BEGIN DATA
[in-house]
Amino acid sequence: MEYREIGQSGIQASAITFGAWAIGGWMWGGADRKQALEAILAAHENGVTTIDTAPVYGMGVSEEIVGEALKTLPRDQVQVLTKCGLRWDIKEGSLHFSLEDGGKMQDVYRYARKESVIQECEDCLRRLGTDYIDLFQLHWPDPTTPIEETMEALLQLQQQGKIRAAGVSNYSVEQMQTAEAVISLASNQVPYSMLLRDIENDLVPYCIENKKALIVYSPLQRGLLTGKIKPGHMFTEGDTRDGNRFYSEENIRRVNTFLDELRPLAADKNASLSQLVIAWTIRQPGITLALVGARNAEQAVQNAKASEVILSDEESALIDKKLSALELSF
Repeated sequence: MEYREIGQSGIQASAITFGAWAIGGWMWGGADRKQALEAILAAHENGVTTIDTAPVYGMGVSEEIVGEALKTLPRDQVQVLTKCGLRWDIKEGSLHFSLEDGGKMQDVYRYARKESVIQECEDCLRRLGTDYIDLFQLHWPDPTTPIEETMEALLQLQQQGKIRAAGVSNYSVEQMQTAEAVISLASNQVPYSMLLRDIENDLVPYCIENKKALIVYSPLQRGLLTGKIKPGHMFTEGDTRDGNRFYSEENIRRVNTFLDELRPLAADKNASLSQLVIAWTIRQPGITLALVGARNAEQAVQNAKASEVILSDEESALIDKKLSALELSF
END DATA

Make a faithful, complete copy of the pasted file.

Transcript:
[in-house]
Amino acid sequence: MEYREIGQSGIQASAITFGAWAIGGWMWGGADRKQALEAILAAHENGVTTIDTAPVYGMGVSEEIVGEALKTLPRDQVQVLTKCGLRWDIKEGSLHFSLEDGGKMQDVYRYARKESVIQECEDCLRRLGTDYIDLFQLHWPDPTTPIEETMEALLQLQQQGKIRAAGVSNYSVEQMQTAEAVISLASNQVPYSMLLRDIENDLVPYCIENKKALIVYSPLQRGLLTGKIKPGHMFTEGDTRDGNRFYSEENIRRVNTFLDELRPLAADKNASLSQLVIAWTIRQPGITLALVGARNAEQAVQNAKASEVILSDEESALIDKKLSALELSF
Repeated sequence: MEYREIGQSGIQASAITFGAWAIGGWMWGGADRKQALEAILAAHENGVTTIDTAPVYGMGVSEEIVGEALKTLPRDQVQVLTKCGLRWDIKEGSLHFSLEDGGKMQDVYRYARKESVIQECEDCLRRLGTDYIDLFQLHWPDPTTPIEETMEALLQLQQQGKIRAAGVSNYSVEQMQTAEAVISLASNQVPYSMLLRDIENDLVPYCIENKKALIVYSPLQRGLLTGKIKPGHMFTEGDTRDGNRFYSEENIRRVNTFLDELRPLAADKNASLSQLVIAWTIRQPGITLALVGARNAEQAVQNAKASEVILSDEESALIDKKLSALELSF